City watchdogs are reviewing a fresh cache of evidence related to Barclays' involvement in the Libor interest rate scandal, it emerged last night.
The existence of the documents was revealed in court filings by Guardian Care Homes, which is suing Barclays, claiming the bank mis-sold it interest rate swap contracts that lost it millions. Some of the documents post-date the £290m settlement with watchdogs on both sides of the Atlantic over attempts by Barclays traders to manipulate dollar Libor interest rates.
The resulting scandal ultimately cost chief executive Bob Diamond his job. The evidence submitted, however, covers sterling Libor, which Guardian claims Barclays traders manipulated with the aim of generating profit for an investment fund.
Guardian wants to use this as part of its bid to invalidate Swap contracts with Barclays. Barclays has passed a number of documents over to regulators including Britain's Financial Conduct Authority in relation to Libor rates since the settlement. Sources said anything that might be of interest to them would be sent over.
A formal investigation would only follow if the regulator felt there was something sufficiently serious to warrant disciplinary action. It would also have to be novel and outside of the settlement. The bank argues that regardless of the Libor issue, Guardian was informed by experienced advisers.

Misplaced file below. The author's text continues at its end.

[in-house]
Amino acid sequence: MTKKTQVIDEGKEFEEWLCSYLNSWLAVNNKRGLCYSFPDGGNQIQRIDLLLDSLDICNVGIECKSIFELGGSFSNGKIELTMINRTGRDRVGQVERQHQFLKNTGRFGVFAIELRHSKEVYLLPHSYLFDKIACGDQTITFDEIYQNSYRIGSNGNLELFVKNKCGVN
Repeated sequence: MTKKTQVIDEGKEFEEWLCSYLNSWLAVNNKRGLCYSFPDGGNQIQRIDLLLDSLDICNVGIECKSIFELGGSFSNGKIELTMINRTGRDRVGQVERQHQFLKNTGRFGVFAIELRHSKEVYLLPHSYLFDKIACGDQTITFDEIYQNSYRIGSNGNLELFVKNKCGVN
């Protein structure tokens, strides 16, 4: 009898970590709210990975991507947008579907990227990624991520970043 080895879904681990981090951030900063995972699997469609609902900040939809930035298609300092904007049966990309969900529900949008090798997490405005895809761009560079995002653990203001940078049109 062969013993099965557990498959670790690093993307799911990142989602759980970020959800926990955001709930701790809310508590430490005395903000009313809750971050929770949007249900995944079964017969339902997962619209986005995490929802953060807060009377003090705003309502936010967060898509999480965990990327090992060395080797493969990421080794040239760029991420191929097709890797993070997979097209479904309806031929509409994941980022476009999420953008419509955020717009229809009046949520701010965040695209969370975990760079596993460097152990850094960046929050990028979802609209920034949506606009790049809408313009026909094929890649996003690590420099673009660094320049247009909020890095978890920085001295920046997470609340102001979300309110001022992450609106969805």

Nonetheless, the case has important ramifications for the banking industry. If Guardian wins, other firms outside the scope of a mis-selling review for small businesses could launch actions of their own.
The Guardian chief executive Gary Hartland said: "My swaps have cost me £12m so the suggestion that these allegations are irrelevant is fanciful." He accused the bank of putting "its head in its hands" over the issue.
A Barclays spokesman said: "This started as an alleged mis-selling case which Barclays considers has no merit. The addition of a claim based on what happened with Libor does not change the Bank's view."
Barclays says it is owed £70m, and will take the case to trial if necessary.
* Europe's most powerful financial regulator has criticised George Osborne for attempting to water down one of the banking sector's most controversial reforms. Michel Barnier, once dubbed "the scourge of the City", warned that the UK is becoming "isolated" from the rest of Europe by objecting to a cap on bankers' bonuses. Mr Barnier, the European Union's Commissioner for Financial Services, said he regretted the Chancellor's decision to contest the policy in the European Court.